GC: Yes, I've been fortunate in being nominated on four occasions. On the first three ('Planet Ocean' a 35mm wide screen anamorphic film, 'Probes In Space', a 70mm 5 perf. production, and The Eruption of Mount St. Helens, the first Imax format film ever nominated) I wrote, directed and produced each film with a lot of help from Les, cinematographer Jay Connors, composer Paul Novros and others. The most recent, Alaska; Spirit of the Wild, I directed and co-produced with my present partner, Paul Novros. But this was a truly collaborative film, written by Mose Richards and edited by Tim Huntley, with Rodney Taylor as director of photography, Charlton Heston as narrator, Ammiel Najar as Associate Producer etc.

BMZ: Is there one of these four films that's your favorite and why? How do you maintain this level of excellence every time out?

GC: It's difficult to pick a favorite. I was proud to achieve the first three on really limited budgets. Alaska is technically the best of the lot, and represents a collaborative effort from a really talented bunch of people. Perhaps my most favorite films are two IMAX format films I directed and co-produced and which were not nominated for Academy Awards, RING of FIRE and AFRICA: THE SERENGETI. Two very challenging films to make. As to maintaining excellence, start with a great bunch of collaborators, crew and staff. Be passionate about the subject matter.Care greatly that the film succeeds. Regard the privilege of making these films as something like a sacred trust. Let others who can do things better than you do them. Trust your judgement and your instincts.

BMZ: What are some of the greatest challenges in making Large Format movies? What about them keeps you getting out of bed every day?

GC: Each film has its special challenges. Recently, as we've been doing more wildlife and natural history films, the challenges are weather, difficult locations, unpredictable animals and climatic conditions, and the magnified logistical challenges of this "largest film format in the world". What keeps us motivated is the same thing: this largest, most powerful film format in the world. There is a great satisfaction in knowing that what we succeed in filming will be so powerfully and realistically shared by all the people who experience the film.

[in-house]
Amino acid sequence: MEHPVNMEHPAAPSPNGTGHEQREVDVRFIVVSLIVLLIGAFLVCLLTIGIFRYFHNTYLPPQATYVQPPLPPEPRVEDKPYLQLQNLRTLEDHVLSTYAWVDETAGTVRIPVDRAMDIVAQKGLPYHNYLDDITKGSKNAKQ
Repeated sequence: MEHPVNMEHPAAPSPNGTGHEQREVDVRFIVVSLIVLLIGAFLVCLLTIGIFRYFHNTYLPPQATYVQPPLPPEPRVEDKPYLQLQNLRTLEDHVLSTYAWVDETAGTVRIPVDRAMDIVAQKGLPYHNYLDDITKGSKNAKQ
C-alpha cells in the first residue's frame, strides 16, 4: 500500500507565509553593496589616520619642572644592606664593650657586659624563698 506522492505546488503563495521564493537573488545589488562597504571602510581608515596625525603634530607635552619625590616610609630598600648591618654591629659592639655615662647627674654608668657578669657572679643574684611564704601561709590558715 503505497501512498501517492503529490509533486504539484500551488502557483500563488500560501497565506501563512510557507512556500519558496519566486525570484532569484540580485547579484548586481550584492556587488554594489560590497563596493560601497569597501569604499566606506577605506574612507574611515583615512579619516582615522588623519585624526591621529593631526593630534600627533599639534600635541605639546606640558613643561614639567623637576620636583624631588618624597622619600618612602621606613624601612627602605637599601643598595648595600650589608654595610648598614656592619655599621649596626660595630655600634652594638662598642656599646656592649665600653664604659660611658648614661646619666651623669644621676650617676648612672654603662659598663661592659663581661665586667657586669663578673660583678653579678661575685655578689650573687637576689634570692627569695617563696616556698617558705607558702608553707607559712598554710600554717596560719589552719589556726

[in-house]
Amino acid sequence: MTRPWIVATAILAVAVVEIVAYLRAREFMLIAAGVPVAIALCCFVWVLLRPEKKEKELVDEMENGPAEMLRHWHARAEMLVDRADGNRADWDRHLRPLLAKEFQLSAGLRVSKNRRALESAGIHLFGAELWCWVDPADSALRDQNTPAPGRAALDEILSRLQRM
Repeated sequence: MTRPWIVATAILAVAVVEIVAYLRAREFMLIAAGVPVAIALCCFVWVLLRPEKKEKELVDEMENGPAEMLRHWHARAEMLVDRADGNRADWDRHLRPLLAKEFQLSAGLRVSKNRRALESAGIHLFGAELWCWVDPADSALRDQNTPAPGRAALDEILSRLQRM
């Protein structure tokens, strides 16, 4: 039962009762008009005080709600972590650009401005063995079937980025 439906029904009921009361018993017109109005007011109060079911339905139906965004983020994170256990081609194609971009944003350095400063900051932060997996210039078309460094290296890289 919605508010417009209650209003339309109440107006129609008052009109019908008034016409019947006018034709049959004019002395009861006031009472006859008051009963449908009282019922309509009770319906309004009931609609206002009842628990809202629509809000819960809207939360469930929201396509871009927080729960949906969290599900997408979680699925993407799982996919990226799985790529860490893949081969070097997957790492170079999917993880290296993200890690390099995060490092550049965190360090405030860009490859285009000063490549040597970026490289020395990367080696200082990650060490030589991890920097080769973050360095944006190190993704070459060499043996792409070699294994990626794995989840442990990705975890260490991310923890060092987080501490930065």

BMZ: What's your latest project or projects, and what inspired their (its) inception?

GC: We've been hard at work for some time on an IMAX/Omnimax production with the working titles of Natural Disasters / Forces of nature. This film portrays the power of earthquakes, tornadoes, volcanic eruptions and hurricanes, the dangers they pose to humanity, and what science is doing to mitigate these dangers. As far as inspiration goes, if you've experienced first-hand any of these Forces of Nature, you will know how spectacular and experientially powerful they are, and how powerfully they can be reproduced in these giant screen formats. It's 'a natural'. Every topic survey we've taken verifies this. Filming these subjects is also very exciting film making. We've been on this project for years and are currently producing this film in cooperation with National Geographic Films. We have some other film ideas in development, but we've learned not to talk about them after having several newborn ideas 'kidnapped' over the years.

We also feel we must remain constantly vigilant as to what subject matter works best in our chosen medium, for we are competing with increasingly sophisticated motion picture theaters exhibiting films of immensely greater budgets than our own. One thing we continue to do best is to represent the most spectacular --- and REAL ---events of nature, whether a major eruption, flood, tornado, or thousands of wildebeest in a massed crossing of a crocodile-filled African river. Real events reproduced in unsurpassed scale and realism.

BMZ: The LF industry has been undergoing quite a bit of growth in the last decade, but with that has come a lot of change, including an increase in commercial venues and an attempt by some industry players to cater to them. Any thoughts on this trend, and on the future of the industry?